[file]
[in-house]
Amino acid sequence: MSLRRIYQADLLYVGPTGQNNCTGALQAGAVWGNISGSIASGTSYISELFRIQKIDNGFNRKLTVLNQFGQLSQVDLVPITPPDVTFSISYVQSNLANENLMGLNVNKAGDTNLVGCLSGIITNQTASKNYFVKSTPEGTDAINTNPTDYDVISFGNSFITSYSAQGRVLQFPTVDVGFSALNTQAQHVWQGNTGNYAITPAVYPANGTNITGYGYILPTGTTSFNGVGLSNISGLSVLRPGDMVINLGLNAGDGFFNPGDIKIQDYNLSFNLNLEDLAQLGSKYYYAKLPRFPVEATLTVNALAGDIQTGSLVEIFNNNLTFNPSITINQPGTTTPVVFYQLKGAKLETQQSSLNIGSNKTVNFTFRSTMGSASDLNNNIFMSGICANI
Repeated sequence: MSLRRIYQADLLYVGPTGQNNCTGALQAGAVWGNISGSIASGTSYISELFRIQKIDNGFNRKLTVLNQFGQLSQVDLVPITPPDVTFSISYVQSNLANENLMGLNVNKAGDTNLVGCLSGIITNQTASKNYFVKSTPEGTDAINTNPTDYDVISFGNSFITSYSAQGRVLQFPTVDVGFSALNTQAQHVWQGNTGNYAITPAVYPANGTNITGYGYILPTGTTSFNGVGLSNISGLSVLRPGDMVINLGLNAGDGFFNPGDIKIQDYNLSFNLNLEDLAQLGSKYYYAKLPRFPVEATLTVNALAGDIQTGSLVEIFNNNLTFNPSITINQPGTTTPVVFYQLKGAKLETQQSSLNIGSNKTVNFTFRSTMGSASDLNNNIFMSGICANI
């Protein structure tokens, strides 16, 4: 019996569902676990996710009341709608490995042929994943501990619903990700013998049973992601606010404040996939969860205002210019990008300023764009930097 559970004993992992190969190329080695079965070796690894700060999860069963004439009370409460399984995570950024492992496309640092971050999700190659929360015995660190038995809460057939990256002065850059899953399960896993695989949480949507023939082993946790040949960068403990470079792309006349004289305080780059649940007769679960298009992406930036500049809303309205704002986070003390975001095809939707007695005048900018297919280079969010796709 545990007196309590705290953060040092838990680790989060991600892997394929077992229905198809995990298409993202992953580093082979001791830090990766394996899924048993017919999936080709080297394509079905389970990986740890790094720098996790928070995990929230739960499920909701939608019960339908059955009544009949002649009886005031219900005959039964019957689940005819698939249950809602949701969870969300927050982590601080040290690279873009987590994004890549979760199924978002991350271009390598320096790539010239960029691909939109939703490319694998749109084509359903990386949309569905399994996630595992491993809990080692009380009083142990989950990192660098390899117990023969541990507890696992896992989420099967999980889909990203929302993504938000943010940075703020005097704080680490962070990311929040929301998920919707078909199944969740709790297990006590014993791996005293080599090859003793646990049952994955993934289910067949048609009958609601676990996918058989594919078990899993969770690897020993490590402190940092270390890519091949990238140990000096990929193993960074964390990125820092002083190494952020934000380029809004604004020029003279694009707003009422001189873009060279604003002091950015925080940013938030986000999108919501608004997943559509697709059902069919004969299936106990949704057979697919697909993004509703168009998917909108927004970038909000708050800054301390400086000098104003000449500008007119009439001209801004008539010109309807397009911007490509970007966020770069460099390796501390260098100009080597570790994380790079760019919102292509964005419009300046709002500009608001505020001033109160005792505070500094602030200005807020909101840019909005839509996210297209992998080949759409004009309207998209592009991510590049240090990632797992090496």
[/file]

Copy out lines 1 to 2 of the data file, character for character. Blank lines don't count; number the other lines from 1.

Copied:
[in-house]
Amino acid sequence: MSLRRIYQADLLYVGPTGQNNCTGALQAGAVWGNISGSIASGTSYISELFRIQKIDNGFNRKLTVLNQFGQLSQVDLVPITPPDVTFSISYVQSNLANENLMGLNVNKAGDTNLVGCLSGIITNQTASKNYFVKSTPEGTDAINTNPTDYDVISFGNSFITSYSAQGRVLQFPTVDVGFSALNTQAQHVWQGNTGNYAITPAVYPANGTNITGYGYILPTGTTSFNGVGLSNISGLSVLRPGDMVINLGLNAGDGFFNPGDIKIQDYNLSFNLNLEDLAQLGSKYYYAKLPRFPVEATLTVNALAGDIQTGSLVEIFNNNLTFNPSITINQPGTTTPVVFYQLKGAKLETQQSSLNIGSNKTVNFTFRSTMGSASDLNNNIFMSGICANI